Even a Pilot Thinks Itâs Time to Crack Down on Airlines - New York Times
11:52 pm EDT, Jul 14, 2007
Despite the airlines’ strong lobby and financial clout in Washington, the passengers’ bill of rights seems to be gaining momentum in Congress. The legislation would basically require airlines to let people off parked planes after three hours, and set standards for in-cabin food and water and sanitation during long delays.
Wal-Mart’s legendary obsession with cost containment shows up in countless ways, including aggressive control of employee benefits and wages. Managing labor costs isn’t a crazy idea, of course. But stingy pay and benefits don’t necessarily translate into lower costs in the long run.
In return for its generous wages and benefits, Costco gets one of the most loyal and productive workforces in all of retailing’and, probably not coincidentally, the lowest shrinkage (employee theft) figures in the industry. While Sam’s Club and Costco generated $37 billion and $43 billion, respectively, in U.S. sales last year, Costco did it with 38% fewer employees—admittedly, in part by selling to higher-income shoppers and offering more high-end goods. As a result, Costco generated $21,805 in U.S. operating profit per hourly employee, compared with $11,615 at Sam’s Club. Costco’s stable, productive workforce more than offsets its higher costs.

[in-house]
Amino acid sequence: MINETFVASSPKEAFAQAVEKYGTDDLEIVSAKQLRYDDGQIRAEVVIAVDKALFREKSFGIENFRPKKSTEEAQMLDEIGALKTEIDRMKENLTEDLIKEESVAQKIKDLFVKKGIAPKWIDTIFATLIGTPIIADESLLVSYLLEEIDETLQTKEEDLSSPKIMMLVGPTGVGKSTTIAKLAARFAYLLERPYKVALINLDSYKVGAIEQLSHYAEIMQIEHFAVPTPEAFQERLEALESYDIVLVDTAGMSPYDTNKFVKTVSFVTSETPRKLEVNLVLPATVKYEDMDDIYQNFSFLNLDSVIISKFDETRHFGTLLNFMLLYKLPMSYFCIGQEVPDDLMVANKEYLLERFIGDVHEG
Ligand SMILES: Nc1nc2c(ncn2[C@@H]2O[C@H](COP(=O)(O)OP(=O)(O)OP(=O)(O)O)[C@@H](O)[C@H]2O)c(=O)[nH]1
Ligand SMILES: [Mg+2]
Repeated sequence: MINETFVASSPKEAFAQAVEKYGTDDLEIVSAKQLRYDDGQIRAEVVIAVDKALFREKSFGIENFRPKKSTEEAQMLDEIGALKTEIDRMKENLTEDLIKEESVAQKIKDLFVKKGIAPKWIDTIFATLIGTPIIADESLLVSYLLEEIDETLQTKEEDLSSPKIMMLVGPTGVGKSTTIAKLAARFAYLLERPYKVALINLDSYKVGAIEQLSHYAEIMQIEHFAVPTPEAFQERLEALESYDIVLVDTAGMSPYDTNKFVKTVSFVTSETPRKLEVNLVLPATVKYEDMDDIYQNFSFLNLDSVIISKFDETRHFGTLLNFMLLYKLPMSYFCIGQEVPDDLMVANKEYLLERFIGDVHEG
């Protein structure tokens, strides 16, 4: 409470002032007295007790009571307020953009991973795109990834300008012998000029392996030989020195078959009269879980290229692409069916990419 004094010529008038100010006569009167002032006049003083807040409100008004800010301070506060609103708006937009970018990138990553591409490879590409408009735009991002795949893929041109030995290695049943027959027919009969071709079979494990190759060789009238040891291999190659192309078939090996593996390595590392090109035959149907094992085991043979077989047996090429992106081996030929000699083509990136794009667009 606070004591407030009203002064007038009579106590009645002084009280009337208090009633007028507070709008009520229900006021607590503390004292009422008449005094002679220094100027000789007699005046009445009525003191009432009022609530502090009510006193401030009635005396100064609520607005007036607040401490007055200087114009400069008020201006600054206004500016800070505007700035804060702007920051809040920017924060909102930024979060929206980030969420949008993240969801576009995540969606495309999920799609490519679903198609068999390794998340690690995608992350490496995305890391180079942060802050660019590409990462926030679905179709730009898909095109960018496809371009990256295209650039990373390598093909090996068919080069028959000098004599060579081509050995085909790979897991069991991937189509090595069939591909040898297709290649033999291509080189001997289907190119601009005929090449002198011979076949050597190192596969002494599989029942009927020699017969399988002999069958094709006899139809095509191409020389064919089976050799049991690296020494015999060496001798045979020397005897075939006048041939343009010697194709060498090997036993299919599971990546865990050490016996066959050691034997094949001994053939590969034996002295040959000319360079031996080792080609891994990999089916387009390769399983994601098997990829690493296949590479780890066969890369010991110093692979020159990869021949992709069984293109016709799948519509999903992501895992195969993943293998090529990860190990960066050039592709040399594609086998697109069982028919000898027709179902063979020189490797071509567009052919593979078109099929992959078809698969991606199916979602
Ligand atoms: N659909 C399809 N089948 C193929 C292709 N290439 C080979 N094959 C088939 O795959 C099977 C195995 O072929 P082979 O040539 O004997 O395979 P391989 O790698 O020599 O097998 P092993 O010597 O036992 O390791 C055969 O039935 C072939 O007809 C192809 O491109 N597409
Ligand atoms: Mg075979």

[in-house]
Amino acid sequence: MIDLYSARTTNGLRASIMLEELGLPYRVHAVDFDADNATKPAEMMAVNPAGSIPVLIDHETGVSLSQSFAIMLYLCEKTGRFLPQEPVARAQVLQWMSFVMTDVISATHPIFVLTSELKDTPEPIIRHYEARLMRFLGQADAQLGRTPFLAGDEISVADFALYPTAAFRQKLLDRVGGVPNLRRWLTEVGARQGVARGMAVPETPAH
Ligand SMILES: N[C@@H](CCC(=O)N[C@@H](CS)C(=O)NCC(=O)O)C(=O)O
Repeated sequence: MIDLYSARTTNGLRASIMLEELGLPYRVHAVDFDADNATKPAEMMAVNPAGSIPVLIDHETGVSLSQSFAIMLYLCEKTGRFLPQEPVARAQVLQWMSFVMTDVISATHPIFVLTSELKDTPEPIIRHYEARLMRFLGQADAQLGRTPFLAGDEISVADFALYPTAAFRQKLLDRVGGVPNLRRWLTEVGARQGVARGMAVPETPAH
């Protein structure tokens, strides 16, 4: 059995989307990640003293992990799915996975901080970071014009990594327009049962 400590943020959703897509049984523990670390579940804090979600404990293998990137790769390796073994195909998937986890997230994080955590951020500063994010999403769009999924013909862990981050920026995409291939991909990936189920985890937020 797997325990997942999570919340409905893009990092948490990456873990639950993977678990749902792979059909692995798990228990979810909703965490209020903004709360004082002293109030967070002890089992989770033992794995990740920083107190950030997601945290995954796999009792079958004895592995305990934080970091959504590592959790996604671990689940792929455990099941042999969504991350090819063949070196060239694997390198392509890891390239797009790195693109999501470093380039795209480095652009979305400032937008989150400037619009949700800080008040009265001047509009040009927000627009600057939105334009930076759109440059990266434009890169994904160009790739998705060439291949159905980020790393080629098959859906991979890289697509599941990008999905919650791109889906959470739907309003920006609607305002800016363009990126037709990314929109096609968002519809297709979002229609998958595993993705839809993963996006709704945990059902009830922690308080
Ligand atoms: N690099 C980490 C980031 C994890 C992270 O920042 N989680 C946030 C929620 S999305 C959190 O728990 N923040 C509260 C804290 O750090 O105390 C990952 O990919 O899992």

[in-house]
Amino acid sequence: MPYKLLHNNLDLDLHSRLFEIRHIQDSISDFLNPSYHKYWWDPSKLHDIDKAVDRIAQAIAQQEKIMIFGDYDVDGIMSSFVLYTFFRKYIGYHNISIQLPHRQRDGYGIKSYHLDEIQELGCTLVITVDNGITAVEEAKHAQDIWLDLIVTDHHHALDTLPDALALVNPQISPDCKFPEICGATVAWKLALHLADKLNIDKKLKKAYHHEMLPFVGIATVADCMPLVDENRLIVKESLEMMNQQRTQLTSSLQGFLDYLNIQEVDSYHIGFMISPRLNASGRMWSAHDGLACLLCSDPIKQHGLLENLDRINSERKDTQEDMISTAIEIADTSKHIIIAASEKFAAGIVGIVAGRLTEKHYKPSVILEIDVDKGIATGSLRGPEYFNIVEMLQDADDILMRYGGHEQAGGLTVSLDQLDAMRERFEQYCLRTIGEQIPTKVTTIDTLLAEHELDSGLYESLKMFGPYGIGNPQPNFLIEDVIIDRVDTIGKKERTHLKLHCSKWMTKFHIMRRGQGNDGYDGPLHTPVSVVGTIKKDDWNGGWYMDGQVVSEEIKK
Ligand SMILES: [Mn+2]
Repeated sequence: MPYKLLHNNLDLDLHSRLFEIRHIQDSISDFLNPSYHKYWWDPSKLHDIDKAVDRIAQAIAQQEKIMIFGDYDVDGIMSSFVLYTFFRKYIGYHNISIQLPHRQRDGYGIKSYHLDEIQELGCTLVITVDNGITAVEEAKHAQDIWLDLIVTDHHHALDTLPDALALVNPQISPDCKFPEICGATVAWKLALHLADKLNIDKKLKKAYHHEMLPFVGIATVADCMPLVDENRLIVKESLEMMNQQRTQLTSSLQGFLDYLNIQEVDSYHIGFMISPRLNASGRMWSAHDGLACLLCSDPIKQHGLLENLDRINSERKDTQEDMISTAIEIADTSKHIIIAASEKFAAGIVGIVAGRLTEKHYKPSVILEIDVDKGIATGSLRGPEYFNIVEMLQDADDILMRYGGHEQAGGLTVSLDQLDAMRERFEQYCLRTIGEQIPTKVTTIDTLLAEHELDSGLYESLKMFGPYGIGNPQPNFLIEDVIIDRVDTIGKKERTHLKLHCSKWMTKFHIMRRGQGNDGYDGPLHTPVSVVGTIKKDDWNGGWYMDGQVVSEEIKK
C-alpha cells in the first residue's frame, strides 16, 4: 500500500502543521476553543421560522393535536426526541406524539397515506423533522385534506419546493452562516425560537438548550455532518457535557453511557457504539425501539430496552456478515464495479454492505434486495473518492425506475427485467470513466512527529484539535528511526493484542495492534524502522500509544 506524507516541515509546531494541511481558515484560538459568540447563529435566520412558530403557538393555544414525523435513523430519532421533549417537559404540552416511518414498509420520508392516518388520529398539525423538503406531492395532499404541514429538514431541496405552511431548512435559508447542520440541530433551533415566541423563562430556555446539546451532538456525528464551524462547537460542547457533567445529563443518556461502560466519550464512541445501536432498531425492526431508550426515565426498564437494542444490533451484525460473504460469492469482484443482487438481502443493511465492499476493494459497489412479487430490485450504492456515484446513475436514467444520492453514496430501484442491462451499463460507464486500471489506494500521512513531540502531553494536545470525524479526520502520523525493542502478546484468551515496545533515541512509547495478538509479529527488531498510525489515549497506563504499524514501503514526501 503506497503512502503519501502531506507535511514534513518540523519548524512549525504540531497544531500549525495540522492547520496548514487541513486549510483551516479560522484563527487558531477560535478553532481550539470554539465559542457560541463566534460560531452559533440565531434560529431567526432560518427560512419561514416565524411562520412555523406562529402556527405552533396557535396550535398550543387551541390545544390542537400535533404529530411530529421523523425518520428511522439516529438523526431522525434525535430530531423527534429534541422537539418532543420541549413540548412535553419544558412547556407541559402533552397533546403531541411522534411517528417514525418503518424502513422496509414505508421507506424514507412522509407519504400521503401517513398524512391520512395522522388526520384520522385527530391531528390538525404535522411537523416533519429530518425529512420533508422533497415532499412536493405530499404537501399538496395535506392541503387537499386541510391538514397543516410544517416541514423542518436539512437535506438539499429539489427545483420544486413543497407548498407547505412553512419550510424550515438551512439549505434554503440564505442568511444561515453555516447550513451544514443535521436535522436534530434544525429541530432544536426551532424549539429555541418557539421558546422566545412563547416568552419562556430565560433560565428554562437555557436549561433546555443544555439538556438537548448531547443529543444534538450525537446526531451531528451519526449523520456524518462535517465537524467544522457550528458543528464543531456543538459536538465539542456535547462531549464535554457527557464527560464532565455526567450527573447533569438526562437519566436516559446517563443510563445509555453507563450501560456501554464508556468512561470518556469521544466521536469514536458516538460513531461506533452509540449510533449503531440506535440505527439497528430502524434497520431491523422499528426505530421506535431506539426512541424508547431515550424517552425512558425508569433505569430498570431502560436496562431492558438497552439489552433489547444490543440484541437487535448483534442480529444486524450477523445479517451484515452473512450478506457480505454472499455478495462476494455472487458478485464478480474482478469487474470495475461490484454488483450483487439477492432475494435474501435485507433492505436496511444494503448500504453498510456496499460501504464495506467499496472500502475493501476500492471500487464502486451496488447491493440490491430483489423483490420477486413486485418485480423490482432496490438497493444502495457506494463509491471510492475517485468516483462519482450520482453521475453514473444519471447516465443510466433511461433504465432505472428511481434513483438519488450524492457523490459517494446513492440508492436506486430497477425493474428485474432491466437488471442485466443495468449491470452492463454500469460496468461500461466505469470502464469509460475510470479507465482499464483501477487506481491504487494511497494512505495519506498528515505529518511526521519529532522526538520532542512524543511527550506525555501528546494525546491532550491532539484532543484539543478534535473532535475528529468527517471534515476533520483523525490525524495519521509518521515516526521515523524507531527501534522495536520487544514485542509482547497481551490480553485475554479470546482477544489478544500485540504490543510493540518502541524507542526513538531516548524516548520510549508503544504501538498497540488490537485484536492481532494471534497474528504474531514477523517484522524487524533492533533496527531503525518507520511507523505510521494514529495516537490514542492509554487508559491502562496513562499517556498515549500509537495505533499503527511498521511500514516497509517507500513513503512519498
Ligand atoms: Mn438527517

These figures challenge the common assumption that labor rates equal labor costs. Costco’s approach shows that when it comes to wages and benefits, a cost-leadership strategy need not be a race to the bottom.
Remember the local-yokel deal up front? The one that fell victim to the Southern Curse of selling prematurely for $10 million?
Same payday for the founders. But they got it faster, with far less stress, a less-demanding board, and without the ego hit of having to watch a bunch of outsiders run "their" company.
And those local-yokel investors? Their ROI was four times as good as the Boston investors got in the "swing for the fences" deal, without the risk of a cram-down or wash-out round if things turned bad.
Maybe these Southern boys (and girls) aren't so stupid after all.